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The most important mechanical properties of casing and tubing are burst strength, collapse resistance and tensile strength. These properties are necessary to determine the strength of the pipe and to design a casing string. If casing is subjected to internal pressure higher than external, it is said that casing is exposed to burst pressure loading. Burst pressure loading conditions occur during well control operations, casing pressure integrity tests, pumping operations, and production operations. The MIYP of the pipe body is determined by the internal yield pressure formula found in API Bull. This equation, commonly known as the Barlow equation, calculates the internal pressure at which the tangential (or hoop) stress at the inner wall of the pipe reaches the yield strength (YS) of the material.
Introduction Tubing is the normal flow conduit used to transport produced fluids to the surface or fluids to the formation. Its use in wells is normally considered a good operating practice. The use of tubing permits better well control because circulating fluids can kill the well; thus, workovers are simplified and their results enhanced. Flow efficiency typically is improved with the use of tubing. Furthermore, tubing is required for most artificial lift installations. Tubing with the use of a packer allows isolation of the casing from well fluids and deters corrosion damage of the casing. Multicompletions require tubing to permit individual zone production and operation. Governmental rules and regulations often require tubing in every well. Permission may be obtained for omission of tubing in special cases (tubingless completions). These special completions typically are flowing wells with relatively small casing. Tubing strings are generally in outside diameter (OD) sizes of 2 3/8 to 4 1/2 in. The proper selection, design, and installation of tubing string are critical parts of any well completion. See the chapter on inflow and outflow in this section of the handbook for more information. Tubing strings must be sized correctly to enable the fluids to flow efficiently or to permit installation of effective artificial lift equipment. A tubing string that is too small causes large friction losses and limits production. It also may severely restrict the type and size of artificial lift equipment. A tubing string that is too large may cause heading and unstable flow, which results in loading up of the well and can complicate workovers. The planned tubing must easily fit inside the installed casing.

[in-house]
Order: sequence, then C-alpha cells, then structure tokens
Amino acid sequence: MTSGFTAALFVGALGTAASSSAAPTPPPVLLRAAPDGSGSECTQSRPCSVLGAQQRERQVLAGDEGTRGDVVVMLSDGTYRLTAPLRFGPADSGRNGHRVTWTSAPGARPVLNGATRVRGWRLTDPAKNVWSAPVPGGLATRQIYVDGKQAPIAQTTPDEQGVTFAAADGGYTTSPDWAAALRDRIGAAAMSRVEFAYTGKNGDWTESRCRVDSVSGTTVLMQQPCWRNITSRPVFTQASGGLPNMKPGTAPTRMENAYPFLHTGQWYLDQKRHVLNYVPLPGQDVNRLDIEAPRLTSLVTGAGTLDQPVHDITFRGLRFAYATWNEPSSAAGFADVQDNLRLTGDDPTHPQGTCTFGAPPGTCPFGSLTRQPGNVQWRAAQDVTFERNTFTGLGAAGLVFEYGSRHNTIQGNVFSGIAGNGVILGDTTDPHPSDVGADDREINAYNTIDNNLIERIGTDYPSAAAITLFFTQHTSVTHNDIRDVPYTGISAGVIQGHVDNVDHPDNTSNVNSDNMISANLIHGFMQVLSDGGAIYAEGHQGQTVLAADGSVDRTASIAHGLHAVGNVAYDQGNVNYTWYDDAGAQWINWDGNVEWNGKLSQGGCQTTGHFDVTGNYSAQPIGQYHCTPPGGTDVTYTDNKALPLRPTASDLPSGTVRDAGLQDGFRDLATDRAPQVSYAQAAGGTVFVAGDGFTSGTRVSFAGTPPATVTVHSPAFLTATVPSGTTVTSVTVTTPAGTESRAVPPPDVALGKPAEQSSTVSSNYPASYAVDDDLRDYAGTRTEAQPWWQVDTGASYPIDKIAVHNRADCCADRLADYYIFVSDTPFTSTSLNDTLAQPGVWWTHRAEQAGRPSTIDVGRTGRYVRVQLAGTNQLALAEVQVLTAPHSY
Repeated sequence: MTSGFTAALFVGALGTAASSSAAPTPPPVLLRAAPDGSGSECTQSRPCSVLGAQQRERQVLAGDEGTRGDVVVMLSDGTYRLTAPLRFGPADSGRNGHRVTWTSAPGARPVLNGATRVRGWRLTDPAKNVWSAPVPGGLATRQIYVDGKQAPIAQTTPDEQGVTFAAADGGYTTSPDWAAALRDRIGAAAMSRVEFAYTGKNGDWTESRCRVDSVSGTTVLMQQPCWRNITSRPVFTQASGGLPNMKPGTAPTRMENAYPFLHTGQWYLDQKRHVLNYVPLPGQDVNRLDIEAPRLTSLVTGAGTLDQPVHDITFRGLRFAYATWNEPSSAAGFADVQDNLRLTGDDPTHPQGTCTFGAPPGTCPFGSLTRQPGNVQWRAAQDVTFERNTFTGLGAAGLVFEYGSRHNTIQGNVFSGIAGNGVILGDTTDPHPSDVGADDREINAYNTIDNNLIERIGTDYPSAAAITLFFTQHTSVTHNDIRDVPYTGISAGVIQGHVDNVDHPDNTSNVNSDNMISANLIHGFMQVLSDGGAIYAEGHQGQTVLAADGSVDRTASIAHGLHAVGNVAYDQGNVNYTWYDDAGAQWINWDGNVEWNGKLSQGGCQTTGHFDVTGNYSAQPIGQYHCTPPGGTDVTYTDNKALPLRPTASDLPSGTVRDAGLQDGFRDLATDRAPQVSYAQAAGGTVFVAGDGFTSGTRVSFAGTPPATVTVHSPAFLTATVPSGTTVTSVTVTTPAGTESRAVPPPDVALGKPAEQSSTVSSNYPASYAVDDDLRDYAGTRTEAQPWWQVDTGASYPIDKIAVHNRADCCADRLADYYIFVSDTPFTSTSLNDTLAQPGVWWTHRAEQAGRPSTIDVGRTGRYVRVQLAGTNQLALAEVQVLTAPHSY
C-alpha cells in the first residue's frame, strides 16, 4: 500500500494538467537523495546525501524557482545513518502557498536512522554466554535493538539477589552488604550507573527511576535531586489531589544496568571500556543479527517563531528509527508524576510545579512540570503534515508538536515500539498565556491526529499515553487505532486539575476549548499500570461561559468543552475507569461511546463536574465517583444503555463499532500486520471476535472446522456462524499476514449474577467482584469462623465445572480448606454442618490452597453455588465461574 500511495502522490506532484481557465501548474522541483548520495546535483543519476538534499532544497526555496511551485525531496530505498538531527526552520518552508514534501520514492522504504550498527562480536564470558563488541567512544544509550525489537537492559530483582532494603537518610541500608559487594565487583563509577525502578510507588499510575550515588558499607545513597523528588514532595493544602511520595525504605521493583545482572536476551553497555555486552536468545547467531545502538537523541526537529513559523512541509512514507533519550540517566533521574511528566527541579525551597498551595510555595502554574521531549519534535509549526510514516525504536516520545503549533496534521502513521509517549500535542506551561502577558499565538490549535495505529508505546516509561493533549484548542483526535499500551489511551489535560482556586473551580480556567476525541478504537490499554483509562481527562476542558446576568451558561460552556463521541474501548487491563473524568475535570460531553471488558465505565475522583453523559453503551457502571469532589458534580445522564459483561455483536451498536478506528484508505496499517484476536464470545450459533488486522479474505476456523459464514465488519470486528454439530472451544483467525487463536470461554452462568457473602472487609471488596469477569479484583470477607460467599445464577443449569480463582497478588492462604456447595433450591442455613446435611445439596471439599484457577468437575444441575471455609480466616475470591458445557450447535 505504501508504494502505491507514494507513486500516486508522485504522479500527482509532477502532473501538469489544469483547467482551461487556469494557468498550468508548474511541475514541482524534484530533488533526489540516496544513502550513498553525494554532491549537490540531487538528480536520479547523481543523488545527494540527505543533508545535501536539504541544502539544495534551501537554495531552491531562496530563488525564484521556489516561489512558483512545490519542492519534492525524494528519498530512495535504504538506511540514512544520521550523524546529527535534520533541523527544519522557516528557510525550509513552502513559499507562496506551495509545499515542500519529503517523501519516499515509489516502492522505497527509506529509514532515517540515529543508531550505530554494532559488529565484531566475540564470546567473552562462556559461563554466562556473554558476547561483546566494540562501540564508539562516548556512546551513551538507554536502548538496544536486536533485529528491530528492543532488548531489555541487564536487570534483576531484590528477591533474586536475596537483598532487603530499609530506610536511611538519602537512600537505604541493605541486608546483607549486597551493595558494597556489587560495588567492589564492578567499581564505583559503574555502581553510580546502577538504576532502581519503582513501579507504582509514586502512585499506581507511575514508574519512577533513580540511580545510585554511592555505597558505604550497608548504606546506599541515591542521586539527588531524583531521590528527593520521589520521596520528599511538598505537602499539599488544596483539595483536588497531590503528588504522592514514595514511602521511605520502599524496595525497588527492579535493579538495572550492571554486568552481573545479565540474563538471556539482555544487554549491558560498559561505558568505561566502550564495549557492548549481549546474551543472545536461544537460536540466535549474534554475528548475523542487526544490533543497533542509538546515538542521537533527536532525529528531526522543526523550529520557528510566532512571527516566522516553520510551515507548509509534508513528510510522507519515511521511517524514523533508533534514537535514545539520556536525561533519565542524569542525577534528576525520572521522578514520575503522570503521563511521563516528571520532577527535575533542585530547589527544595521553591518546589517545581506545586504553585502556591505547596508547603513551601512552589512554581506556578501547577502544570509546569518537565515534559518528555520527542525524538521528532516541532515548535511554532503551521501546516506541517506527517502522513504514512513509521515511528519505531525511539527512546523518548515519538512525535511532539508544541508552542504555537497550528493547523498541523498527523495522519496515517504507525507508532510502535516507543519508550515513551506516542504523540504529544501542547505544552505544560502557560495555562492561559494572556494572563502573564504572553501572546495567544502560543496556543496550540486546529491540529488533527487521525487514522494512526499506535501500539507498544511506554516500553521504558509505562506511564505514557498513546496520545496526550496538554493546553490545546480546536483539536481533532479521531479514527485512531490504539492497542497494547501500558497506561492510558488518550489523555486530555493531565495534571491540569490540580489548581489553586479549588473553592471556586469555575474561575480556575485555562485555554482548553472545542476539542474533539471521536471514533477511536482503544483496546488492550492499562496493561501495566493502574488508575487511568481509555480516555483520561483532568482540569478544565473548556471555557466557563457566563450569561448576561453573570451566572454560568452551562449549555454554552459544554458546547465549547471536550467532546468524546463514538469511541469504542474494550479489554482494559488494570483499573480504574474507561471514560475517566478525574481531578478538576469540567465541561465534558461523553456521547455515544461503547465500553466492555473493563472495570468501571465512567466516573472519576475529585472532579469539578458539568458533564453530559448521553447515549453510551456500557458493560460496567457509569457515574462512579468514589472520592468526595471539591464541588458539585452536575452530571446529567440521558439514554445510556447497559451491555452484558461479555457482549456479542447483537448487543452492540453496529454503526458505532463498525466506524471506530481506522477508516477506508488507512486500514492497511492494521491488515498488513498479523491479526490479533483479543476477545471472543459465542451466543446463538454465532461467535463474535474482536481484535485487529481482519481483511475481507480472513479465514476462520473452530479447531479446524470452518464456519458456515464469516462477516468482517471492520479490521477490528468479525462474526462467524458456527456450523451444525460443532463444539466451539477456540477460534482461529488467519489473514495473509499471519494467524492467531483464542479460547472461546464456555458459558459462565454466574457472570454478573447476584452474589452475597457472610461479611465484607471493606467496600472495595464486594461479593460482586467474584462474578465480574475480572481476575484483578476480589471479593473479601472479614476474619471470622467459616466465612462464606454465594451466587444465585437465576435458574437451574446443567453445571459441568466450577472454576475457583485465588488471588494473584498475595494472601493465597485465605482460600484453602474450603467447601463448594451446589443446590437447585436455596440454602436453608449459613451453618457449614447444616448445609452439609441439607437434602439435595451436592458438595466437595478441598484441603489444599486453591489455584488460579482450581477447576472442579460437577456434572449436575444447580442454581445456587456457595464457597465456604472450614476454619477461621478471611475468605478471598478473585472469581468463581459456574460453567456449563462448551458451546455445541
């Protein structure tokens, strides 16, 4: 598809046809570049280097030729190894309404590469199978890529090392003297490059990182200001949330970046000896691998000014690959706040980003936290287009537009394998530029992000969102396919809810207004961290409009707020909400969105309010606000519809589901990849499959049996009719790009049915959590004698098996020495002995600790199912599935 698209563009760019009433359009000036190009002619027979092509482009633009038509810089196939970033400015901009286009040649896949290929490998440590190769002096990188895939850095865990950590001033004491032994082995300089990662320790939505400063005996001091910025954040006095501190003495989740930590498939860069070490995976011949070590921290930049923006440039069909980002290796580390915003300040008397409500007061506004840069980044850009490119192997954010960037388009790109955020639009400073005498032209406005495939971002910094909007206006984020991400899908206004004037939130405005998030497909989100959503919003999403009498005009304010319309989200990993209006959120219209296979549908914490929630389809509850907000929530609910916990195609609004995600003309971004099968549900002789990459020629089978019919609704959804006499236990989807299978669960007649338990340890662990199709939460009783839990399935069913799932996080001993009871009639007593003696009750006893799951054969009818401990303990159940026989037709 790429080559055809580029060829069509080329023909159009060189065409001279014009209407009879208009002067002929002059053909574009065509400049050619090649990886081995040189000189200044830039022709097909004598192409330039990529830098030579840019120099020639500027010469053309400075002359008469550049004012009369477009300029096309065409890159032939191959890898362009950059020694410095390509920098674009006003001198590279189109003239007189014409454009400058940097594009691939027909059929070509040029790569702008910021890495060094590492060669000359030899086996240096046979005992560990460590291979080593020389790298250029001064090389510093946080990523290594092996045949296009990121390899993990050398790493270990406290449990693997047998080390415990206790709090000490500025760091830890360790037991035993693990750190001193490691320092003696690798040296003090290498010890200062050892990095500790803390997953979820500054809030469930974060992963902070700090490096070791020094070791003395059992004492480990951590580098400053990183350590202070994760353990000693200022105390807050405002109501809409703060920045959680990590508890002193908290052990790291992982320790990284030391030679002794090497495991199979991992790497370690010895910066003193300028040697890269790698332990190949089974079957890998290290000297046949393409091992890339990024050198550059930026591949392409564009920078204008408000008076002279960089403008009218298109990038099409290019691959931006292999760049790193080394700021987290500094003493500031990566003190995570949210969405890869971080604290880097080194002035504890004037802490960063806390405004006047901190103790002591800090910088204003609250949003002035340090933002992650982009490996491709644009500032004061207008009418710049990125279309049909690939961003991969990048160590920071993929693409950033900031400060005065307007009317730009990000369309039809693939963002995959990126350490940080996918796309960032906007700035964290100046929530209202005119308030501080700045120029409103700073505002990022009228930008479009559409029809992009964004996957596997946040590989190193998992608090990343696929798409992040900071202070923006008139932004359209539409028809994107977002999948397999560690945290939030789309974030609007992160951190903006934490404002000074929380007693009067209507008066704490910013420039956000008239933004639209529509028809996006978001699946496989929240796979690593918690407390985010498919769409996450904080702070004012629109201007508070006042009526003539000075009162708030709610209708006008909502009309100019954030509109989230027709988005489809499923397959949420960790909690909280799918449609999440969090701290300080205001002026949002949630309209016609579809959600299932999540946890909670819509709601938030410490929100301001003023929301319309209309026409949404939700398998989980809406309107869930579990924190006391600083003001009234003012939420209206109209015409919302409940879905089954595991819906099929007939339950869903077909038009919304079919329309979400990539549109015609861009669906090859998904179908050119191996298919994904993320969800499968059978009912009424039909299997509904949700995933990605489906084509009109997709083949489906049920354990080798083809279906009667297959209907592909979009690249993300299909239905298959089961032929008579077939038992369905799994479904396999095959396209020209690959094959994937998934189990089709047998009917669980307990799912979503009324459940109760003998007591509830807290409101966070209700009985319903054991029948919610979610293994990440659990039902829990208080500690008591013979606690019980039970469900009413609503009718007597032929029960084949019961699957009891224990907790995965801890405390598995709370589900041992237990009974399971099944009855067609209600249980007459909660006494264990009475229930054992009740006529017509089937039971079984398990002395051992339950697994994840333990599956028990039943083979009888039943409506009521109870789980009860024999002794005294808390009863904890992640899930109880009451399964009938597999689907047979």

This paper describes development of and the procedures and equipment described in API RP 7A1, Recommended Practice for Testing of Thread Compounds for Rotary Shouldered Connections, published in 1991.
Trouble-free rotary-shouldered-connection performance depends on proper joint makeup. Joints must be tight enough to prevent shoulder separation under bending and tensile loads but not so tight that their tensile capacity decreases or the pin or box is damaged. The preload in a connection from tightening depends on the makeup torque and frictional properties of the thread compound.
Why Thread Compound Is Important
Besides acting as a gall preventive and sealing aid, thread compound must provide a consistent, predictable friction coefficient. When a rotary-shouldered connection is bucked up, the frictional forces acting on the makeup shoulders and thread flanks create a resistance to tightening. With the same makeup torque, a connection with low friction resistance will be made up tighter than a connection with high friction resistance.
The induced axial stresses that preload a rotary-shouldered connection are proportional to the makeup torque. API RP 7G2 recommends that the makeup torque produce a tensile stress of 62,500 psi in a drill-collar connection and 72,000 psi in a tool joint.